As a nurse, I capped out at a yearly salary of $90,000. At our peak, R & L Consulting was earning more than $600,000 a year. But was I happy? Before I knew it, seven years had gone by and I felt trapped again, like a lab rat spinning on its little wheel. I began asking myself, “What is success as a legal nurse consultant? Is it running yourself ragged going through airport security and living out of a suitcase six days a week and not being with your family?”

For some people that is success, and I respect that, but it wasn’t success for me. My youngest son, who is now 15, didn’t speak until he was four. He had speech problems and the doctors wanted to put him on a bunch of pills, which I didn’t agree with. The school system did not have a good way of dealing with his difficulties, so I home-schooled him. With the constant travel, that became impossible. I could afford private tutors, but they weren’t doing the job as I would have.

We Intentionally Changed Courses

Luana and I went to Chicago for a conference. We stayed in the financial district near the old Cadillac Theater, and during a break we visited a tea room. We were seated by a wide window. This was about 5:00pm, and people were streaming by, rushing to catch their trains. Until I experienced this mass departure, I had never understood the term “rat race.”

It freaked me out. Heads down, eyes down, this rat race of inhabitants plodded along the sidewalk one way or the other, exchanging no communication, no energy with people they passed or walked next to. No one was connecting. At heart, I’m a country girl. Even though I’d been in numerous big cities, that sight was as bizarre to me as if an alien spaceship landed outside our window.

“So they get up in the morning, go to the city, march to their jobs and then march back home in the evenings,” I said to Luana. “Is that living?” Keep in mind, I was around 45 years old at this time.

On our flight back, we had a long discussion. Luana, after many years of trying to conceive, finally had the baby she’d always wanted. Unfortunately, she had also gone through a divorce. Shortly after that, my father passed away, so we were both experiencing personal life changes. And my two little boys at home weren’t getting the attention I felt they needed from me. We made the decision to stop. Not to stop working as Certified Legal Nurse Consultants, of course, but to stop running the rat race. We decided to change courses.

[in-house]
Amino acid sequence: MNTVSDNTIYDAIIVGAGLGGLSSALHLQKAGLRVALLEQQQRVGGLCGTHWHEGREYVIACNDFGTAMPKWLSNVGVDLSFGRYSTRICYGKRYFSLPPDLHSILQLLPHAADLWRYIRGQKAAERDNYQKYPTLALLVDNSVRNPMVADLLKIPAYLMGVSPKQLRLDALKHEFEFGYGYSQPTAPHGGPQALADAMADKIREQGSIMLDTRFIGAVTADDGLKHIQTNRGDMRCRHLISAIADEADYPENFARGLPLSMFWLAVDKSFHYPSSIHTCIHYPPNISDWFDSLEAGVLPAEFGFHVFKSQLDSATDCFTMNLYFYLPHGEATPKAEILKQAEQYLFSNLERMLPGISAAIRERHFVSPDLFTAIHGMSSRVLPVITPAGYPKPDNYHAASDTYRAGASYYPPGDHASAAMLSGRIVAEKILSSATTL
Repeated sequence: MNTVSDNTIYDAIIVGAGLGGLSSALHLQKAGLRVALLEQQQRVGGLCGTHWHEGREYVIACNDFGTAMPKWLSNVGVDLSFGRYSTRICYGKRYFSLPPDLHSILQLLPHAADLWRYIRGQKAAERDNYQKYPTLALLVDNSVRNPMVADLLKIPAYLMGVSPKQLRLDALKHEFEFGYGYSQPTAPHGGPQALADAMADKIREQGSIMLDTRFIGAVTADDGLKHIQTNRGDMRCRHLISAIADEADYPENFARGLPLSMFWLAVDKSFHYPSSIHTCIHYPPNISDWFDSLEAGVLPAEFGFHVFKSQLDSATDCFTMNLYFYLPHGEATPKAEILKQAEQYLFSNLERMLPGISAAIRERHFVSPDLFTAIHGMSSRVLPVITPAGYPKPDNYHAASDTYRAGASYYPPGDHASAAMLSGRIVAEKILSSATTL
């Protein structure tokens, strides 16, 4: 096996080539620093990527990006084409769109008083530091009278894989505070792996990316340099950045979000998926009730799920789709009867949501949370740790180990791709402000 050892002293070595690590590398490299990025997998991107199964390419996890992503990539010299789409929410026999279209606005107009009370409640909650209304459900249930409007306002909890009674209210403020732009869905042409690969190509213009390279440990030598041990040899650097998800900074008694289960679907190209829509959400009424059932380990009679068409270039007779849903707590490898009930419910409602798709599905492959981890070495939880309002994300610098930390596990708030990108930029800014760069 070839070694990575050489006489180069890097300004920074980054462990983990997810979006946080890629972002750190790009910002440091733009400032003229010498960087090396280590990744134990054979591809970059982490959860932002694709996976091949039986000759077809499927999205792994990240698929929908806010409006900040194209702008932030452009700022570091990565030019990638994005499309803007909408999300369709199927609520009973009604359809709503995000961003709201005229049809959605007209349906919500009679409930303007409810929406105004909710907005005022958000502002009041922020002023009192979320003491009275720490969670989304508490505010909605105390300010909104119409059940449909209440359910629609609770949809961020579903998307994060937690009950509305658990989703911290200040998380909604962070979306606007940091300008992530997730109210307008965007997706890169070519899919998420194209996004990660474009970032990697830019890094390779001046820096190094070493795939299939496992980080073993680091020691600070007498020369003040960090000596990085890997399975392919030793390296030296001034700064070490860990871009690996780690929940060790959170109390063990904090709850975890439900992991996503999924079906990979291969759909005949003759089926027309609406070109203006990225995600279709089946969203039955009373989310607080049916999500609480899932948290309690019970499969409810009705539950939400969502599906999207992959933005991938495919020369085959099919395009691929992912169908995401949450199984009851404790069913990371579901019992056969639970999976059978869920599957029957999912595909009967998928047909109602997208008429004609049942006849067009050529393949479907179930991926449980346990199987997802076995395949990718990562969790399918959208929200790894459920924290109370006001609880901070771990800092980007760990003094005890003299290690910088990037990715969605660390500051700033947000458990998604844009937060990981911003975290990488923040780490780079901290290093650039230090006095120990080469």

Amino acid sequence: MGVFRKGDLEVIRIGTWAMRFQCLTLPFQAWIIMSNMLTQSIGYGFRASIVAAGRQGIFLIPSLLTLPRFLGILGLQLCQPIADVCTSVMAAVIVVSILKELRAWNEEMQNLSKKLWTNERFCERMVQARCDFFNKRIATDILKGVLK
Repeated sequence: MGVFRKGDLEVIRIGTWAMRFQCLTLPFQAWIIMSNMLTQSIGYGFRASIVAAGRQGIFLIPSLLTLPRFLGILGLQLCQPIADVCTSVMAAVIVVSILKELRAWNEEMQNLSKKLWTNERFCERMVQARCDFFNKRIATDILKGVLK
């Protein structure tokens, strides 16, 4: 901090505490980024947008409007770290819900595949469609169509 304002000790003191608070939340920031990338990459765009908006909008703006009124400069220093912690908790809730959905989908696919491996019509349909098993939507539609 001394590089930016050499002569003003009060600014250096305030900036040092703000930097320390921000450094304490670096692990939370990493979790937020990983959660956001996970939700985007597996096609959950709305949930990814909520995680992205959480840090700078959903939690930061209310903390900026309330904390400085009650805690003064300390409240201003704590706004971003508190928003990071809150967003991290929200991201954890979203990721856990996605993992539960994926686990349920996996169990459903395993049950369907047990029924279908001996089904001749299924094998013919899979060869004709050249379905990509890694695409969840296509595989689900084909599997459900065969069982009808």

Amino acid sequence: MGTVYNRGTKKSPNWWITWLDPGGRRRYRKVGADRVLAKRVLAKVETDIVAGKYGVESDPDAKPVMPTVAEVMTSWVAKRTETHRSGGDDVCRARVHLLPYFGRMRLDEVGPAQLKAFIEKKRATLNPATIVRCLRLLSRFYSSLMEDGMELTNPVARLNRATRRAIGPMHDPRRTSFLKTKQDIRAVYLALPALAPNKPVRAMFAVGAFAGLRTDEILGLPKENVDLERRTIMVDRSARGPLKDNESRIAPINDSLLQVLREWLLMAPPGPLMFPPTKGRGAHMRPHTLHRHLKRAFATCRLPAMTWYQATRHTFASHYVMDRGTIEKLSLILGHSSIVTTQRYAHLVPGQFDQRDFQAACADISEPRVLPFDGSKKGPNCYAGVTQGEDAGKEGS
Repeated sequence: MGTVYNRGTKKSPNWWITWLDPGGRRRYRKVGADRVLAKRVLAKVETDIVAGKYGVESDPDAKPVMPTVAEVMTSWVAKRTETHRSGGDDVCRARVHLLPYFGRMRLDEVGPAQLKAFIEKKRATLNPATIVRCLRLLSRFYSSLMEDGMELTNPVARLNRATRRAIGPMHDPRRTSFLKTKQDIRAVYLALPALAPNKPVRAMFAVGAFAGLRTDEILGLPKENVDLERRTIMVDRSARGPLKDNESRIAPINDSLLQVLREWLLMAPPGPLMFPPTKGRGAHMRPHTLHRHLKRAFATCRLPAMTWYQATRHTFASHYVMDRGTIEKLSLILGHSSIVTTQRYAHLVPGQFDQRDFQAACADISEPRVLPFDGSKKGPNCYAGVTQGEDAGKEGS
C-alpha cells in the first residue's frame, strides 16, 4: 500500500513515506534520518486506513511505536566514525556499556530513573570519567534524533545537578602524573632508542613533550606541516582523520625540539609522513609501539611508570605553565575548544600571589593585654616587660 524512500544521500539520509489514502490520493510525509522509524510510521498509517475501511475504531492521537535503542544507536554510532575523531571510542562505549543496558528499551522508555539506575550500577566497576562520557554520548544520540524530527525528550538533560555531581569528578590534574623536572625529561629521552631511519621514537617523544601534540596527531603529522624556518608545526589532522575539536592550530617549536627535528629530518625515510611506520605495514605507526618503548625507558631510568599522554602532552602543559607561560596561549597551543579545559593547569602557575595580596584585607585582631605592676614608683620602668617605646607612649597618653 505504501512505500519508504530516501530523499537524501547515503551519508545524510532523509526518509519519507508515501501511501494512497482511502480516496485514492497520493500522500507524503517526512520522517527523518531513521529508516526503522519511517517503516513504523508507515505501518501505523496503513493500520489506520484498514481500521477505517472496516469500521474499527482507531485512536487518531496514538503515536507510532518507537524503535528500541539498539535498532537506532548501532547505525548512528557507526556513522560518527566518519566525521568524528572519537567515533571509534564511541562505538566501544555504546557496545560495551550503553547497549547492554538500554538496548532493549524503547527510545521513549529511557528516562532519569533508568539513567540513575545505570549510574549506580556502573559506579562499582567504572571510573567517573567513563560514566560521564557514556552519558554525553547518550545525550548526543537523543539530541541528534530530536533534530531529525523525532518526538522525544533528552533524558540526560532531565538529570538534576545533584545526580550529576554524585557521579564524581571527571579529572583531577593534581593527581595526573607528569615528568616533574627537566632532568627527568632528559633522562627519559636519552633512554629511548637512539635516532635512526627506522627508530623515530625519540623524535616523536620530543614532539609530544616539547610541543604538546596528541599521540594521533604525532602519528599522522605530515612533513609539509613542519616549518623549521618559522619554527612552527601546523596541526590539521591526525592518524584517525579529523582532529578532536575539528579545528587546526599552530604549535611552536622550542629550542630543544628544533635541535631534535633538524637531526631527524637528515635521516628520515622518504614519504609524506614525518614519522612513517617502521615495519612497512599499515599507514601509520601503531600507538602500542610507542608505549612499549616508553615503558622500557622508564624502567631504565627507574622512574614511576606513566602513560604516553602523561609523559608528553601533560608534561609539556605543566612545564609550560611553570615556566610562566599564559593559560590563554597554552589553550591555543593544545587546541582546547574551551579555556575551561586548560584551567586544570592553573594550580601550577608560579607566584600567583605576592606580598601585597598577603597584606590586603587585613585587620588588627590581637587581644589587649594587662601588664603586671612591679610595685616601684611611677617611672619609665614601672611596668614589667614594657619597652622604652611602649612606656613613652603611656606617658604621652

Once Again We Became Experts

Our reason for attending the conference in Chicago was to be recertified for the International Classification of Diseases, (ICD-10). Part of the government’s new health care reform is to get the world on the same page in reporting disease so that researchers can track fluctuation. Anyone working on a claim is mandated to follow the same rules and use the same set of codes. These codes have to be accurate, which means another level of oversight.

Again, everybody wanted help. So we became experts in coding – and it served us well in our decision to change directions.

Luana and I work in our separate home offices, coding, crafting rebuttals to claim denials or audit denials and still testify at high government levels, usually by video-conference. One day, I was deposed for nine hours on 220 claims by the Department of Justice. I never heard anyone ask one question in so many ways.

We still do the expert job Vickie taught us, and our business comes by referral. We travel only once every six months or so, and at noon on a Thursday we might ditch work for the afternoon to take the kids to the beach. Still, we continue to maintain personal legal nurse consultant salaries of $130,000 or more.

Success Is a Personal Calculation

Not every Certified Legal Nurse Consultant wants her name in lights. We’re not all alike, and that diversity makes us shine in our own way. Not everyone measures success by a bigger and bigger bank account. Success to me is joy. How much joy do I have in my life?

I’m the commander of my own boat, and I can tweak my sail any way I want to go. Growing up on a big ranch in Canada, I ran wild and free, and I’ve tried to reproduce that feeling for my own kids. We have only an acre of land, but we have a garden. We have chickens. Those are perks you can’t put a price on.

It started with Vickie Milazzo telling me that I am worthy. Yes, she teaches important disciplines and provides legal nurse consulting certification, but I’m not sure she realizes that she does so much more than that. She makes you understand that you have what it takes – all you have to do is own it.

Through Vickie’s philosophy, Luana and I have both come into alignment with who we are. This morning, we received a request from a big firm out of Michigan. “Can you help?” they asked. Of course we can. That’s what we do. As Certified Legal Nurse Consultants, we happen to be experts in home health care.